Our connected world
The internet of things (IoT) is part of daily life. Billions of connected, “sensorized” devices and systems, facilitate everyday activities and tasks, improve the efficiency of work processes, which saves time and money. For example, in healthcare, it can save lives and improve quality of life.
Cities and their infrastructures including transport, energy, buildings and homes are becoming smart, in order to boost energy efficiency and enhance how they function. The well-being of citizens and the economy both benefit from this.
Intelligent collaborative manufacturing systems enable businesses to respond in real time, to meet changing demands and conditions in factories, supply networks, and customer needs, while on the rural front, farmers can streamline crop and animal management, using smart phones and apps.
IoT is also changing how other industries work, such as automotive, healthcare, entertainment and retail.
Standardization helps achieve an effective, safe, reliable IoT, while enabling the creation of a global market.
The need for standards
The IoT is comprised of diverse and evolving technologies and stakeholders involved in a wide range of applications. For this reason, a minimum level of interoperability is necessary, to allow all the components to function rapidly and reliably, as they gather, exchange and analyse vast amounts of data. IoT will also facilitate the growth the IoT devices, systems and services market.
Against this backdrop, in 2016, JTC 1 established a new Subcommittee ISO/IEC JTC 1/SC 41: Internet of Things and related technologies.
The main focus of SC 41 is to establish a standardization programme, and provide guidance to JTC 1, IEC, ISO and other entities developing IoT-related applications. Its scope also covers sensor networks and wearables technologies.
In addition to the Standards already published for sensor networks, SC 41 is developing base or horizontal Standards for IoT reference architecture, vocabulary, and interoperability. These can be used by industry and any application-related standardization technical committee, where IoT technology is used as an enabler. By ensuring consistency and avoiding duplication, businesses and manufacturers can save time, effort and money.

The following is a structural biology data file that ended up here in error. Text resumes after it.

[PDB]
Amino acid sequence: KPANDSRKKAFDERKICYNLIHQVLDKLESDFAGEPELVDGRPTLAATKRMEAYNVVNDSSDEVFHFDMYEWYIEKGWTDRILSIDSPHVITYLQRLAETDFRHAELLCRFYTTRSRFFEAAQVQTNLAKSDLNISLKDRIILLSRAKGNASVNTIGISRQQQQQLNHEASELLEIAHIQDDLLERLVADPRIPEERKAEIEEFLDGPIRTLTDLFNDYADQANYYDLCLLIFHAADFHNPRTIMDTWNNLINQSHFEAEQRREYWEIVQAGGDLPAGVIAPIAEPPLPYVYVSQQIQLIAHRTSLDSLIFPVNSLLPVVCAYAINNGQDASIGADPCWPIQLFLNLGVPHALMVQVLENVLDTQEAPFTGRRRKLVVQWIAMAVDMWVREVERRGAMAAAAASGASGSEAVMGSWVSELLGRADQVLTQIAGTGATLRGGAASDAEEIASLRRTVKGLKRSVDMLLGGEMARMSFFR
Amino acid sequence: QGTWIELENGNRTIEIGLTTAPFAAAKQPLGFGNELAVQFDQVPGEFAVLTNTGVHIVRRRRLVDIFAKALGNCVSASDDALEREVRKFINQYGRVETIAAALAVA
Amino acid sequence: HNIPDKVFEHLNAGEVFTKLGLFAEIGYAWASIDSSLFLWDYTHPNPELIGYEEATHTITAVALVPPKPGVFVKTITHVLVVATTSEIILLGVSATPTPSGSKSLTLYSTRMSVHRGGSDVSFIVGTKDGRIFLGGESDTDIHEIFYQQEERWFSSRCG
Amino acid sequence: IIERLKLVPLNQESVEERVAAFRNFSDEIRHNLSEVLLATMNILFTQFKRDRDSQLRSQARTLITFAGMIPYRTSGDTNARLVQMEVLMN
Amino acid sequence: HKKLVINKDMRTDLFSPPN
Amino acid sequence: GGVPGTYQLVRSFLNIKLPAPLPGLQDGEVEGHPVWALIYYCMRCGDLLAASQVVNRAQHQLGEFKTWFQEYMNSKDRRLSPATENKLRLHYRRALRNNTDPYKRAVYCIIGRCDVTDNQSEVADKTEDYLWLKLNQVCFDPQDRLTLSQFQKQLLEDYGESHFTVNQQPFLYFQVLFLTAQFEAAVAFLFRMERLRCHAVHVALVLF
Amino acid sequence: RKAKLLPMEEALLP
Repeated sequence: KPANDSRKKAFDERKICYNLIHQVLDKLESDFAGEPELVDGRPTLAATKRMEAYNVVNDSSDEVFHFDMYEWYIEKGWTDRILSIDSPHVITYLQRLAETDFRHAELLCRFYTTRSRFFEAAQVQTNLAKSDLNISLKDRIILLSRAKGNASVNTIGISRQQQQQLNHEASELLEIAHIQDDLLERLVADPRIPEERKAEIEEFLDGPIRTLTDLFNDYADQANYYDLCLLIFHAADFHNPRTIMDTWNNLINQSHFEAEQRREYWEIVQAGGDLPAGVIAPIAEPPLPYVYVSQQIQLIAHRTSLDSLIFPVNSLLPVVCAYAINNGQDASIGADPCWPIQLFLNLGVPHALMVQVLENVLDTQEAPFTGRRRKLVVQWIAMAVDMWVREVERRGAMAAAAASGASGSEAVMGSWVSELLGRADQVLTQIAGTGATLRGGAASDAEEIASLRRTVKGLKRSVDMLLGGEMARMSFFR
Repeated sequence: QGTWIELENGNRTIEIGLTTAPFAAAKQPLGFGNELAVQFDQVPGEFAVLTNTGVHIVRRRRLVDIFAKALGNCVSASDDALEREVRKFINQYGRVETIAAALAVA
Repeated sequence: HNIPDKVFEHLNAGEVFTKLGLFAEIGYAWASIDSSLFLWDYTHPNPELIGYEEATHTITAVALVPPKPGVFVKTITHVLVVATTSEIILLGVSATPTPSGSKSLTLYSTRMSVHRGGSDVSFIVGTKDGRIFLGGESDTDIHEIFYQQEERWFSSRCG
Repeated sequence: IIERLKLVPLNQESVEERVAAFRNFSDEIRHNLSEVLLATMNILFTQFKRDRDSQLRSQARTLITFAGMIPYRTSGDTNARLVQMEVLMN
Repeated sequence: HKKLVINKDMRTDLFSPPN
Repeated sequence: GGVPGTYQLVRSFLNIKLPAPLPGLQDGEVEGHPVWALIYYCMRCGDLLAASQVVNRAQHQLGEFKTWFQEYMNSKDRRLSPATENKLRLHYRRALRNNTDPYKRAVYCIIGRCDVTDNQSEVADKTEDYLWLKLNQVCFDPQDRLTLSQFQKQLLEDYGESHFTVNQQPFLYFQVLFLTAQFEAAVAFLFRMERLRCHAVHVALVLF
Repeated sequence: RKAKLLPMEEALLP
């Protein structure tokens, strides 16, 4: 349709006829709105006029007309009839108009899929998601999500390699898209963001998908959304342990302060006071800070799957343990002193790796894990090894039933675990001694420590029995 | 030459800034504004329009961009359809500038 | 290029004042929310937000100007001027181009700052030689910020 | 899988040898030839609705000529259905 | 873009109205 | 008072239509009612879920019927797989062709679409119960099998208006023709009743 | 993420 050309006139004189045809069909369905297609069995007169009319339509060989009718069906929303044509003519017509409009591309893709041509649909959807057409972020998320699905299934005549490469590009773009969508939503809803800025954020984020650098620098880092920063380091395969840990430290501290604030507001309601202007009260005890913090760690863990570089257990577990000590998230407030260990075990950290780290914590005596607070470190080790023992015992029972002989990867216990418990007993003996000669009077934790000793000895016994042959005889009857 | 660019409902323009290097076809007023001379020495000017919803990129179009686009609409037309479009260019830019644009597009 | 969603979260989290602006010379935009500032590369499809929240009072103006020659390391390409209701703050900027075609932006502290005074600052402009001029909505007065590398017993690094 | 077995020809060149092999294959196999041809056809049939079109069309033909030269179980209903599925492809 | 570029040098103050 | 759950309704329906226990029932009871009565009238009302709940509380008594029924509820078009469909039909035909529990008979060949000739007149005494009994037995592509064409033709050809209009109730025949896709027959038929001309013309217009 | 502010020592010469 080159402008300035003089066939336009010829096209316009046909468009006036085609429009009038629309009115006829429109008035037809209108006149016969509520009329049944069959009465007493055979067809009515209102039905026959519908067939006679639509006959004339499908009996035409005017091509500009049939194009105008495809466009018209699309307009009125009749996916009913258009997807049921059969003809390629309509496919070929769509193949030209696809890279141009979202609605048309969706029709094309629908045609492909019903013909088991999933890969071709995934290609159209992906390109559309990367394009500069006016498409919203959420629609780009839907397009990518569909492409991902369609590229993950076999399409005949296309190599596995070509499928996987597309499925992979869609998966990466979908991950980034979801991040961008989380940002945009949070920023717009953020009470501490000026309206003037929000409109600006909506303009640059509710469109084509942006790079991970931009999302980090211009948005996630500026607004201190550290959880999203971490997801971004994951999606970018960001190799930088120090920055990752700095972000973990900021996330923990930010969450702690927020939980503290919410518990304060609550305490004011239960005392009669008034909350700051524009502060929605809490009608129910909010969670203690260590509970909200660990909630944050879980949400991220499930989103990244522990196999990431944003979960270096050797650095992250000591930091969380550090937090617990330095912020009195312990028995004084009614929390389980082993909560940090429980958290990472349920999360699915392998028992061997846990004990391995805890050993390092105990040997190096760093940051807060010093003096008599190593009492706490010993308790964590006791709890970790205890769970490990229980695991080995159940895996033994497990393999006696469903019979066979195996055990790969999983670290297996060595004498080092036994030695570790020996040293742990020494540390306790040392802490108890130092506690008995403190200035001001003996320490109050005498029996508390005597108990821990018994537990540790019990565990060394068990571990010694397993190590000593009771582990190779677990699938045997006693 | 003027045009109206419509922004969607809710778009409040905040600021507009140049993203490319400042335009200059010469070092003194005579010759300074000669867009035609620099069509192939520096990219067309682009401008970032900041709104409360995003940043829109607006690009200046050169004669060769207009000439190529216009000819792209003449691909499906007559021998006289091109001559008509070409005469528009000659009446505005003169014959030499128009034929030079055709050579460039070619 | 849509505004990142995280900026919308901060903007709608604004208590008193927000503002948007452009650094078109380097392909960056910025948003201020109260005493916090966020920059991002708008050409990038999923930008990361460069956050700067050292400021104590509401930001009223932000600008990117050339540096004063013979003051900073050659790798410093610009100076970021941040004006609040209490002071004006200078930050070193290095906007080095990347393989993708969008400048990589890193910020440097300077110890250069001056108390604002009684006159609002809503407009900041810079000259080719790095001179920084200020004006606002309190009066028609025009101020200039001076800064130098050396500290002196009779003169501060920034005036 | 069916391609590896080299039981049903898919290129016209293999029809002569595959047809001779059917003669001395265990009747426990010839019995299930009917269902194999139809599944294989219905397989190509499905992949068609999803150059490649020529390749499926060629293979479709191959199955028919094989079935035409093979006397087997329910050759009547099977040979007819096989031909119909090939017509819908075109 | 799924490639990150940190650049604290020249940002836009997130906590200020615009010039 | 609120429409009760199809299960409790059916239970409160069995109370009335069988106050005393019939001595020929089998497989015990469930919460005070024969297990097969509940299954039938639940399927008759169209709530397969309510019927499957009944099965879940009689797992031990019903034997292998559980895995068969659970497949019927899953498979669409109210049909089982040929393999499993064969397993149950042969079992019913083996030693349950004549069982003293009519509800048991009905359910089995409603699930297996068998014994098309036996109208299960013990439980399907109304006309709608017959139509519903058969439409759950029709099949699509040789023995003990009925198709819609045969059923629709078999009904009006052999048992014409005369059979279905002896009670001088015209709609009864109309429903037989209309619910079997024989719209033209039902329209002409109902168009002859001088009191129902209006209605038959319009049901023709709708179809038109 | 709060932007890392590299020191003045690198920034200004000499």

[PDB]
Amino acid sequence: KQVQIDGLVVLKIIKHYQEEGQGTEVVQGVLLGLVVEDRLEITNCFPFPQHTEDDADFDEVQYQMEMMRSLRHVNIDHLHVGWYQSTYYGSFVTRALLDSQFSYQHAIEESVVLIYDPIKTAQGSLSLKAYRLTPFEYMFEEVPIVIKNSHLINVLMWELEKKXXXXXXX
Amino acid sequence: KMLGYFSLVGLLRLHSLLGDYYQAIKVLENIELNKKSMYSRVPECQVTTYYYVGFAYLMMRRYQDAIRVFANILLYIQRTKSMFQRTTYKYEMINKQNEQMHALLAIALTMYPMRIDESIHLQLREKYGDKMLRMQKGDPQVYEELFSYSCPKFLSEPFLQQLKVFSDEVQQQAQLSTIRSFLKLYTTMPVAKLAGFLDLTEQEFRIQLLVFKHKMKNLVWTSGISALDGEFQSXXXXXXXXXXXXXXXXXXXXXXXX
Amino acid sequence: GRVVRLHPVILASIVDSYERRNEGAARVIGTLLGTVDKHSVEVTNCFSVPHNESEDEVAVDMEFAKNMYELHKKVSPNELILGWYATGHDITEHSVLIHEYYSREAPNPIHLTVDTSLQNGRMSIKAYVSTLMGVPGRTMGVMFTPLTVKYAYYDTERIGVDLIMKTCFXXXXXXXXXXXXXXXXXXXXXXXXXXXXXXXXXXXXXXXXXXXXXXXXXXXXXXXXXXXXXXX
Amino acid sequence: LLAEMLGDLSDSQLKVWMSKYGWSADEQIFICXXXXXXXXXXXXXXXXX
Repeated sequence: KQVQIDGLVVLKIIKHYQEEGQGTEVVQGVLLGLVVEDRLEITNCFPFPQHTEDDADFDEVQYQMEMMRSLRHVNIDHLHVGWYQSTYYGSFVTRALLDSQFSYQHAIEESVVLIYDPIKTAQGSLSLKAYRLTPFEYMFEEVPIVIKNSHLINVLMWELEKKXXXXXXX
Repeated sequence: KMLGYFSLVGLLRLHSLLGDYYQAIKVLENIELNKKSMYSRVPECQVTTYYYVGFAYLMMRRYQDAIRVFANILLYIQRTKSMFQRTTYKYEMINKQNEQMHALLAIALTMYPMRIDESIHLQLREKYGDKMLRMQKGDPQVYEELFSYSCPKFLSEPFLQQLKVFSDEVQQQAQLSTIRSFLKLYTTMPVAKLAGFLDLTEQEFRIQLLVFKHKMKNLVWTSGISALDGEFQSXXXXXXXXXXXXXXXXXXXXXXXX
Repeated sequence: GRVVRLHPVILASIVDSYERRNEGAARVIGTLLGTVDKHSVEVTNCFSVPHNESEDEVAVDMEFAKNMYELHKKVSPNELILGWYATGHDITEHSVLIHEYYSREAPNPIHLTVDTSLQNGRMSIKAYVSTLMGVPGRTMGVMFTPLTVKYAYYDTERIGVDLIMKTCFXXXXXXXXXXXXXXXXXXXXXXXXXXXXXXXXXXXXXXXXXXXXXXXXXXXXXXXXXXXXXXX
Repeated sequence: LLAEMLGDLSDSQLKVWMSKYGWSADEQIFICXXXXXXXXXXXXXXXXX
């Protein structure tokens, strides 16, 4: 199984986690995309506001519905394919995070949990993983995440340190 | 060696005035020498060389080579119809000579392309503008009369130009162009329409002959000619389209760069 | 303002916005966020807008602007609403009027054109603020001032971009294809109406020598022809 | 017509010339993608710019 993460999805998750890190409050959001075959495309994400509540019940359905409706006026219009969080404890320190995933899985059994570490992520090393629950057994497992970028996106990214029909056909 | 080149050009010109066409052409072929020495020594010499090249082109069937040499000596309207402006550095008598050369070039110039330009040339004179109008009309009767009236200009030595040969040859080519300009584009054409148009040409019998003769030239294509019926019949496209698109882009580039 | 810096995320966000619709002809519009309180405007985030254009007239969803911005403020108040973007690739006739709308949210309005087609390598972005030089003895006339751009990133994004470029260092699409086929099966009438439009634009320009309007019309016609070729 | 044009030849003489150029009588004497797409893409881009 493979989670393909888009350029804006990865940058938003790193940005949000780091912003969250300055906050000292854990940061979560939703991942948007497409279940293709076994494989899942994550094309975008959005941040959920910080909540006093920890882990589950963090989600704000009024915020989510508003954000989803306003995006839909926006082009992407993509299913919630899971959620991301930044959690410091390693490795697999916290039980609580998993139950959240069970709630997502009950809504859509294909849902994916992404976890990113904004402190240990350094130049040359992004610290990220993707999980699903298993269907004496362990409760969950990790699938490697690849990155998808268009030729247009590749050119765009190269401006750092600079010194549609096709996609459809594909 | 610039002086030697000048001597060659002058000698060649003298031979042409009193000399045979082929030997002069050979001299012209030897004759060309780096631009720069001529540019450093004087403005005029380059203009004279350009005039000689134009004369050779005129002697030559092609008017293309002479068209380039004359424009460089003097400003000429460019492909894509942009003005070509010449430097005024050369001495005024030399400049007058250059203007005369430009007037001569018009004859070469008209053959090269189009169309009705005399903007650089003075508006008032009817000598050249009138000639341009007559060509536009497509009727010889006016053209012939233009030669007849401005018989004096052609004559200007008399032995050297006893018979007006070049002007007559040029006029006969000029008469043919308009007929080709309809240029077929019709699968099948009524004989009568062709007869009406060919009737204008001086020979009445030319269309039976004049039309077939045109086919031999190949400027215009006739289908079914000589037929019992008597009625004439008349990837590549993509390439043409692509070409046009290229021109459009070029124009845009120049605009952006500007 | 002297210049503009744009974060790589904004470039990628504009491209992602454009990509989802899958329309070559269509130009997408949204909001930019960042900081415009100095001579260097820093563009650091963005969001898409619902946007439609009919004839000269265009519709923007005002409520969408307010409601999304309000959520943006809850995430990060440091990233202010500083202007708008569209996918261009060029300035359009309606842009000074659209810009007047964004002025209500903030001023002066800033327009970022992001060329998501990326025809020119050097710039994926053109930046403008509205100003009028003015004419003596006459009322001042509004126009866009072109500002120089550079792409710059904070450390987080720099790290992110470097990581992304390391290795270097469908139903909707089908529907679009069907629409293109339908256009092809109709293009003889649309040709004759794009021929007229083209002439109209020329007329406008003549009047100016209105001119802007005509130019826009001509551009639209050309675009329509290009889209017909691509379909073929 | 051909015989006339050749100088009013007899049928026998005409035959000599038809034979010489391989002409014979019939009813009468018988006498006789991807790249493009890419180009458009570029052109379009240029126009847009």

The work of SC 41
Countless applications use IoT technology. From entertainment, communicating and purchasing goods and services, to running appliances and systems (security, heating and lighting) in homes and cars (GPS location, weather, traffic, entertainment etc.), SC 41 scope includes:
Industrial IoT (IIoT) essentially refers to all IoT application domains excluding the home market. This includes advanced manufacturing, healthcare, precision agriculture, smart grids and energy management, etc.
Real time IoT
Many IoT systems must be able to react to events in real time. This is an attribute of a class of systems called Cyber-physical systems (CPS), which are key to applications such as advanced manufacturing and smart grids.
Whether the grid, a home, a medical wearable or vehicle infotainment, connected devices and systems must be protected from cyber threats, to ensure the safety of users and security of private data, and be safe, responsive, reliable, available and resilient.
IoT trustworthiness is a systems engineering concept that covers all the attributes involved in having stakeholders ‘trust’ and an IoT system.
Wearables refers to a class of IoT devices that are worn on or implanted in the body. While there are many applications for such devices, one of them is in healthcare:
Predictive maintenance for the human body involves processing all the data collected by sensors on or in the body and trying to predict conditions and events while looking at how the body reacts when it is moving (walking, running etc.). This data is then used to detect patterns and a condition that may be slowly developing. There are many possibilities in this area and there will be a number of work projects for the wearables group.
IEC IoT publications
Find here the latest white papers and briefing papers: